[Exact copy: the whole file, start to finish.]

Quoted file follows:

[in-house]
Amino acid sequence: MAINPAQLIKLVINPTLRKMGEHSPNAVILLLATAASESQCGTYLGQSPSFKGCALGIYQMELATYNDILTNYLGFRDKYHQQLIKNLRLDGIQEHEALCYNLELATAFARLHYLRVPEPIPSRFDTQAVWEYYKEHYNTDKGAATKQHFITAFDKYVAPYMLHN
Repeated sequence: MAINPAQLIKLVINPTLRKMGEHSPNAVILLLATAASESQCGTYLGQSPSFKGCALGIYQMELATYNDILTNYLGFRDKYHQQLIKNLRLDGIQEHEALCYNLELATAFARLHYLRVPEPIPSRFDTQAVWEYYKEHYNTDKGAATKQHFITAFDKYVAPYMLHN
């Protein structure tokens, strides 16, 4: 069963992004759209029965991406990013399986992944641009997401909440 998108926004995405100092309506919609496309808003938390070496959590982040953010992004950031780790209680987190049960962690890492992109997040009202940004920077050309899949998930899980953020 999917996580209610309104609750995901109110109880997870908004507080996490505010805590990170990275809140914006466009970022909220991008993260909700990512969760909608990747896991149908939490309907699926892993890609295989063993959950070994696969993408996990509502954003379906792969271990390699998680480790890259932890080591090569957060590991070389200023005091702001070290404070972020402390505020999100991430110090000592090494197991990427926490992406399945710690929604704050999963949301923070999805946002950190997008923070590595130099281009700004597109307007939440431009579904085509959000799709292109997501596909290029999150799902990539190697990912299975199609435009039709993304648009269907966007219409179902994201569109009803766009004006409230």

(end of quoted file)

[in-house]
Amino acid sequence: MAINPAQLIKLVINPTLRKMGEHSPNAVILLLATAASESQCGTYLGQSPSFKGCALGIYQMELATYNDILTNYLGFRDKYHQQLIKNLRLDGIQEHEALCYNLELATAFARLHYLRVPEPIPSRFDTQAVWEYYKEHYNTDKGAATKQHFITAFDKYVAPYMLHN
Repeated sequence: MAINPAQLIKLVINPTLRKMGEHSPNAVILLLATAASESQCGTYLGQSPSFKGCALGIYQMELATYNDILTNYLGFRDKYHQQLIKNLRLDGIQEHEALCYNLELATAFARLHYLRVPEPIPSRFDTQAVWEYYKEHYNTDKGAATKQHFITAFDKYVAPYMLHN
């Protein structure tokens, strides 16, 4: 069963992004759209029965991406990013399986992944641009997401909440 998108926004995405100092309506919609496309808003938390070496959590982040953010992004950031780790209680987190049960962690890492992109997040009202940004920077050309899949998930899980953020 999917996580209610309104609750995901109110109880997870908004507080996490505010805590990170990275809140914006466009970022909220991008993260909700990512969760909608990747896991149908939490309907699926892993890609295989063993959950070994696969993408996990509502954003379906792969271990390699998680480790890259932890080591090569957060590991070389200023005091702001070290404070972020402390505020999100991430110090000592090494197991990427926490992406399945710690929604704050999963949301923070999805946002950190997008923070590595130099281009700004597109307007939440431009579904085509959000799709292109997501596909290029999150799902990539190697990912299975199609435009039709993304648009269907966007219409179902994201569109009803766009004006409230």